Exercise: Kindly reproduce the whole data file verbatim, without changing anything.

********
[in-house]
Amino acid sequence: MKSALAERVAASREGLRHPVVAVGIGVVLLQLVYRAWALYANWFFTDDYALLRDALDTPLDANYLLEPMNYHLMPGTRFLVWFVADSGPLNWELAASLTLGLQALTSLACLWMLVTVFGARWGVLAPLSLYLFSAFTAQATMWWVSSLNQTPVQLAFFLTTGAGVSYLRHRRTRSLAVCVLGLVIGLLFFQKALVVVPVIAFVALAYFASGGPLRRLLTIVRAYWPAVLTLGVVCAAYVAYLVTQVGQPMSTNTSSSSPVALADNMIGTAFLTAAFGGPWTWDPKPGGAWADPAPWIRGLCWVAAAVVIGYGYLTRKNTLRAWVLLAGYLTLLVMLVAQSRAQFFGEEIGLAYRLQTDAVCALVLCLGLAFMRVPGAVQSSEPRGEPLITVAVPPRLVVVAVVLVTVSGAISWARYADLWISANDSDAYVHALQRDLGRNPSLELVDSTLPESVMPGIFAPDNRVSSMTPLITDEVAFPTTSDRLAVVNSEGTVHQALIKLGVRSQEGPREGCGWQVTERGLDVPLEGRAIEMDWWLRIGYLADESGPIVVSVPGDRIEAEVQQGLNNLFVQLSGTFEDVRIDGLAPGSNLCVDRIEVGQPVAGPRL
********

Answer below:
[in-house]
Amino acid sequence: MKSALAERVAASREGLRHPVVAVGIGVVLLQLVYRAWALYANWFFTDDYALLRDALDTPLDANYLLEPMNYHLMPGTRFLVWFVADSGPLNWELAASLTLGLQALTSLACLWMLVTVFGARWGVLAPLSLYLFSAFTAQATMWWVSSLNQTPVQLAFFLTTGAGVSYLRHRRTRSLAVCVLGLVIGLLFFQKALVVVPVIAFVALAYFASGGPLRRLLTIVRAYWPAVLTLGVVCAAYVAYLVTQVGQPMSTNTSSSSPVALADNMIGTAFLTAAFGGPWTWDPKPGGAWADPAPWIRGLCWVAAAVVIGYGYLTRKNTLRAWVLLAGYLTLLVMLVAQSRAQFFGEEIGLAYRLQTDAVCALVLCLGLAFMRVPGAVQSSEPRGEPLITVAVPPRLVVVAVVLVTVSGAISWARYADLWISANDSDAYVHALQRDLGRNPSLELVDSTLPESVMPGIFAPDNRVSSMTPLITDEVAFPTTSDRLAVVNSEGTVHQALIKLGVRSQEGPREGCGWQVTERGLDVPLEGRAIEMDWWLRIGYLADESGPIVVSVPGDRIEAEVQQGLNNLFVQLSGTFEDVRIDGLAPGSNLCVDRIEVGQPVAGPRL